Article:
Australia will rely on a migration-driven recovery from COVID-19 to rein in deficits for decades against the backdrop of an ageing population, according to latest forecasts from Treasury.
The 2021 Intergenerational Report (IGR) was released by Treasurer Josh Frydenberg on Monday, providing an outlook for the country’s future over the next 40 years.
The report is released every five years and considered a crucial document for guiding long-term government spending decisions.
This year’s report shows Australia’s population is now predicted to age more rapidly because of sliding birth rates and COVID-19’s derailing of the migration program.
The country’s population is anticipated to reach 38.8 million in 2060-61, a revision from the last IGR released in 2015, which forecast a population of almost 40 million by 2054-55.
Mr Frydenberg on Monday delivered a speech recognising the future challenges of a “smaller and older population” as he released the report.
“The most enduring economic effect of COVID-19 is likely to be smaller population growth,” Mr Frydenberg said.
“This means the economy will be smaller and Australia’s population will be older than it otherwise would have been, with flow-on implications for our economic and fiscal outcomes.”
What does an ageing population mean for the economy?
The latest report shows Australia is facing the prospect of the budget deficits for at least the next 40 years as the nation grapples with the higher expense demands of an ageing population.
The budget position will come close to balance with a projected deficit of 0.7 per cent in 2036-37, before falling away to 2.3 per cent by 2060-61 as these impacts take hold more profoundly.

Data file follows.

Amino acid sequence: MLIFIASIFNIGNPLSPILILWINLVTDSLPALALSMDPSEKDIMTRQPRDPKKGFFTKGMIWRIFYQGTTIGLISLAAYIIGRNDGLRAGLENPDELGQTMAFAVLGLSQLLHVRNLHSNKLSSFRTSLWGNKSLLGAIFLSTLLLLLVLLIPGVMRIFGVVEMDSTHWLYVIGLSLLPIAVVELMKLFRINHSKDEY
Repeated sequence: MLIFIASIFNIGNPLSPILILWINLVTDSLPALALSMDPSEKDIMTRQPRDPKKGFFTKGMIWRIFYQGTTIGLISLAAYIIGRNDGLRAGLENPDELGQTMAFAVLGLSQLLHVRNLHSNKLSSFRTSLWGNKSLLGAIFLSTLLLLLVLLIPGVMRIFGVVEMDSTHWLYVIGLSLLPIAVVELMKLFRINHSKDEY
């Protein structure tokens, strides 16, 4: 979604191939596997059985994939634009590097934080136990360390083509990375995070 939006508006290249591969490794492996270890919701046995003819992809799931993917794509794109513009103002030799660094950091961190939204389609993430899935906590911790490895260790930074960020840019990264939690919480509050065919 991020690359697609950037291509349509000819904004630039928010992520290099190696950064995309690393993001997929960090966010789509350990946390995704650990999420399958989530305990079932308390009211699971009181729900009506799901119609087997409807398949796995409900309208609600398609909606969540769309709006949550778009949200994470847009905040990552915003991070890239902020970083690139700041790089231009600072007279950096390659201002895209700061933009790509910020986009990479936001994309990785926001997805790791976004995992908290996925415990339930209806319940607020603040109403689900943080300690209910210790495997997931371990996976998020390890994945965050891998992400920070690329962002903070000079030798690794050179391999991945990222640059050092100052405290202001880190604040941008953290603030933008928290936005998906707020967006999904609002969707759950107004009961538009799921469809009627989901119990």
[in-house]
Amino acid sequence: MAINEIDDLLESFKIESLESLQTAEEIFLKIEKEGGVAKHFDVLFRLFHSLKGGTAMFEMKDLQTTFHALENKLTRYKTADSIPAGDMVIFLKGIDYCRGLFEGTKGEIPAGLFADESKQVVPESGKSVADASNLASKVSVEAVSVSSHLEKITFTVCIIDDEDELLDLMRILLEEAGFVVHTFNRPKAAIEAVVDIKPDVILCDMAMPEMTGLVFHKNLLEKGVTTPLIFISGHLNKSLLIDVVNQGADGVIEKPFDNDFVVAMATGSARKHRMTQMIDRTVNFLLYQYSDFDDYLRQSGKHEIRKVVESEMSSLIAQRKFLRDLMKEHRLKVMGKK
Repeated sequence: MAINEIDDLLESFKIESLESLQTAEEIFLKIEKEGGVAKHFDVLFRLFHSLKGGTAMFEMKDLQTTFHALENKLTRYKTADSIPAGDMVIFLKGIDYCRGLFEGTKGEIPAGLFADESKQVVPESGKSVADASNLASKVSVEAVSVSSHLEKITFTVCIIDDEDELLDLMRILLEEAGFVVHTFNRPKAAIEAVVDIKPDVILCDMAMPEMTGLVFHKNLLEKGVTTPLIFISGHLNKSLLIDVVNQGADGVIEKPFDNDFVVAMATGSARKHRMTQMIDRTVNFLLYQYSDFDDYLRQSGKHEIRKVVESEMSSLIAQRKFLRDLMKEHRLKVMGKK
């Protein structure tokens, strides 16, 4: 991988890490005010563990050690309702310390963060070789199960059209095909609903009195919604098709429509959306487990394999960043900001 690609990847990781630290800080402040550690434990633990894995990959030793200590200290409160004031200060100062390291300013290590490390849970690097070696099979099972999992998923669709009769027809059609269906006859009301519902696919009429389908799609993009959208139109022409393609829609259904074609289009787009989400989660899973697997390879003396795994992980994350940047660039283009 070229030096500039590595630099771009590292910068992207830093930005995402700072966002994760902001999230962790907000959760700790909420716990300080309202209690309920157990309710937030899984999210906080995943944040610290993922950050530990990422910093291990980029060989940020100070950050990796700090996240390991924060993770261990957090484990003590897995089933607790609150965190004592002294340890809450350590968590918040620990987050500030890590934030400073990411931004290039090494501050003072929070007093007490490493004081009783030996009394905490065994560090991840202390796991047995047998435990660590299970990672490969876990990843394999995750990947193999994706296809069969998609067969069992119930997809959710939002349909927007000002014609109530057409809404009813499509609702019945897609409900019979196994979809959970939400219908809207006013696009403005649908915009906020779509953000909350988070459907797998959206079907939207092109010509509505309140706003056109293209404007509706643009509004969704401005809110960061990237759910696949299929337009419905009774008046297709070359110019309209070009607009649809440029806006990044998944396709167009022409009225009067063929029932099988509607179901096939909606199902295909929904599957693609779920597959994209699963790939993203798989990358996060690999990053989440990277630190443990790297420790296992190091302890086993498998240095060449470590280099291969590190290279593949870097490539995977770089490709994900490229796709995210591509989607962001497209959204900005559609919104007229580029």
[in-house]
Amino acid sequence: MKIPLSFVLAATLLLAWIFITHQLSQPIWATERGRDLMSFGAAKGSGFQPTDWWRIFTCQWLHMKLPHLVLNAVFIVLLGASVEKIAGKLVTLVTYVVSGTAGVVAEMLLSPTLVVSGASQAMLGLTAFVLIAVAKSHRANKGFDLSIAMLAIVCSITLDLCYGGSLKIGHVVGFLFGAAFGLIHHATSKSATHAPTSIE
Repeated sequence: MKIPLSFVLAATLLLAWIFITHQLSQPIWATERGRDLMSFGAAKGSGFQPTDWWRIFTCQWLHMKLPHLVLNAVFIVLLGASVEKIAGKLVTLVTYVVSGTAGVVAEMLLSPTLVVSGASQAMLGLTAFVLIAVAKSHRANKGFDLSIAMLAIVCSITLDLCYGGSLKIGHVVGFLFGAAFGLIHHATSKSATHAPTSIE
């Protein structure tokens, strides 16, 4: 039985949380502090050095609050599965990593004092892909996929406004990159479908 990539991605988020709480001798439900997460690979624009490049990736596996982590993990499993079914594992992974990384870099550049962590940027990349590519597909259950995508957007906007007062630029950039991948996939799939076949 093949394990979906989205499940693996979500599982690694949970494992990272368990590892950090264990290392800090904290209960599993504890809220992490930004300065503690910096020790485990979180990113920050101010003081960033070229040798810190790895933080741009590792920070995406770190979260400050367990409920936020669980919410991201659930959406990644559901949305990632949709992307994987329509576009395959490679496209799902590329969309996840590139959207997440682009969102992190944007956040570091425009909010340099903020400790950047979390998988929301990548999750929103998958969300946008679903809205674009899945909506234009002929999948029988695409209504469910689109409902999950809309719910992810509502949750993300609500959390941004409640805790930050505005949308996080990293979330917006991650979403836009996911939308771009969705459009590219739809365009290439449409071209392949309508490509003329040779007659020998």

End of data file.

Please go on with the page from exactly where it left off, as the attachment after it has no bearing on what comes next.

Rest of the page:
The report has also downgraded economic growth forecasts from a three per cent average annual rate over the past 40 years to 2.6 per cent over the next four decades.
Meanwhile, the report says the country’s ratio of working age to retirement age people will continue to drop. There is currently just four workers to every Australian aged over 65, with this figure expected to fall to less than three workers by 2060.
Former deputy secretary of the immigration department, Abul Rizvi, said the report’s findings are designed to help governments determine what policies are sustainable in the long-term against these challenges.
“It’s about trying to forecast what government policies are going to sustainable long-term into the future,” Mr Rizvi told SBS News.
“The challenge will be to work out which policies to change to accommodate that very different world that we are now entering. We are certainly not alone in facing a ageing population.”
Skills migration to be harnessed for lasting recovery
The closure of Australia’s borders to international arrivals has rocked migration to Australia, with the program going into negative levels for the first time since World War II.
The report forecasts that migration levels will recover to 235,000 arrivals per year by 2024-25 and remain at this level until 2060-61.
Migration is expected to account for 74 per cent of population growth by 2060-61, up from 60 per cent over the last decade, showing its importance to long-term recovery.
“As migrants on average are younger than the overall Australian population, increasing the level of migration increases the working-age population and delays the effects of population ageing,” Treasury’s report says.
Mr Frydenberg said the government is focused on using skilled migration to head off the challenges posed by a smaller and ageing population to workforce participation and productivity.
Source: SBS news